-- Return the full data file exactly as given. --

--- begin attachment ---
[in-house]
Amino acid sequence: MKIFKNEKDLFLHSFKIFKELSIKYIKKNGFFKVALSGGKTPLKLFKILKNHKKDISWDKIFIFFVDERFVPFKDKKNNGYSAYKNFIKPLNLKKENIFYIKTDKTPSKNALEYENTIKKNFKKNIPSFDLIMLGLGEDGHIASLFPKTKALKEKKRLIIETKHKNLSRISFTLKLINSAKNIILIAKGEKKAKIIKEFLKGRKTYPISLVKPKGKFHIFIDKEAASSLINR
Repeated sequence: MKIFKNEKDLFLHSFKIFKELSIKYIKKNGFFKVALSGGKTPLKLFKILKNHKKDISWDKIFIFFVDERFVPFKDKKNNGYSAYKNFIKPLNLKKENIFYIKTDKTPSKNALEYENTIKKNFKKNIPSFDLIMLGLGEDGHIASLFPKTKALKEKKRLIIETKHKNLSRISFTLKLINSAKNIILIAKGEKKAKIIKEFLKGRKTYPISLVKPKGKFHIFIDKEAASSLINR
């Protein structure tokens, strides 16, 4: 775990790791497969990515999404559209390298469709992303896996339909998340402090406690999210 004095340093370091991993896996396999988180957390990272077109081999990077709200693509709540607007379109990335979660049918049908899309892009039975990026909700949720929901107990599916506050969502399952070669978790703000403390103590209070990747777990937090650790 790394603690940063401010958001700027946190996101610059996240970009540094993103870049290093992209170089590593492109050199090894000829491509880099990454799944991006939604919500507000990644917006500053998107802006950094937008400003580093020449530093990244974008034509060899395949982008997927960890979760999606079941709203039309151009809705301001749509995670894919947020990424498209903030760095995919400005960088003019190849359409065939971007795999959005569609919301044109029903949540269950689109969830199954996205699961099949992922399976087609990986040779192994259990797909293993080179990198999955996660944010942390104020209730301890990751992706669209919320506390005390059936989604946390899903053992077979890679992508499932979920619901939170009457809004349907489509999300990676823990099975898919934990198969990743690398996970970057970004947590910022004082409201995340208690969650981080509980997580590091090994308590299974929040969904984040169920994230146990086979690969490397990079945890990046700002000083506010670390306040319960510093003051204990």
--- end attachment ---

[in-house]
Amino acid sequence: MKIFKNEKDLFLHSFKIFKELSIKYIKKNGFFKVALSGGKTPLKLFKILKNHKKDISWDKIFIFFVDERFVPFKDKKNNGYSAYKNFIKPLNLKKENIFYIKTDKTPSKNALEYENTIKKNFKKNIPSFDLIMLGLGEDGHIASLFPKTKALKEKKRLIIETKHKNLSRISFTLKLINSAKNIILIAKGEKKAKIIKEFLKGRKTYPISLVKPKGKFHIFIDKEAASSLINR
Repeated sequence: MKIFKNEKDLFLHSFKIFKELSIKYIKKNGFFKVALSGGKTPLKLFKILKNHKKDISWDKIFIFFVDERFVPFKDKKNNGYSAYKNFIKPLNLKKENIFYIKTDKTPSKNALEYENTIKKNFKKNIPSFDLIMLGLGEDGHIASLFPKTKALKEKKRLIIETKHKNLSRISFTLKLINSAKNIILIAKGEKKAKIIKEFLKGRKTYPISLVKPKGKFHIFIDKEAASSLINR
């Protein structure tokens, strides 16, 4: 775990790791497969990515999404559209390298469709992303896996339909998340402090406690999210 004095340093370091991993896996396999988180957390990272077109081999990077709200693509709540607007379109990335979660049918049908899309892009039975990026909700949720929901107990599916506050969502399952070669978790703000403390103590209070990747777990937090650790 790394603690940063401010958001700027946190996101610059996240970009540094993103870049290093992209170089590593492109050199090894000829491509880099990454799944991006939604919500507000990644917006500053998107802006950094937008400003580093020449530093990244974008034509060899395949982008997927960890979760999606079941709203039309151009809705301001749509995670894919947020990424498209903030760095995919400005960088003019190849359409065939971007795999959005569609919301044109029903949540269950689109969830199954996205699961099949992922399976087609990986040779192994259990797909293993080179990198999955996660944010942390104020209730301890990751992706669209919320506390005390059936989604946390899903053992077979890679992508499932979920619901939170009457809004349907489509999300990676823990099975898919934990198969990743690398996970970057970004947590910022004082409201995340208690969650981080509980997580590091090994308590299974929040969904984040169920994230146990086979690969490397990079945890990046700002000083506010670390306040319960510093003051204990």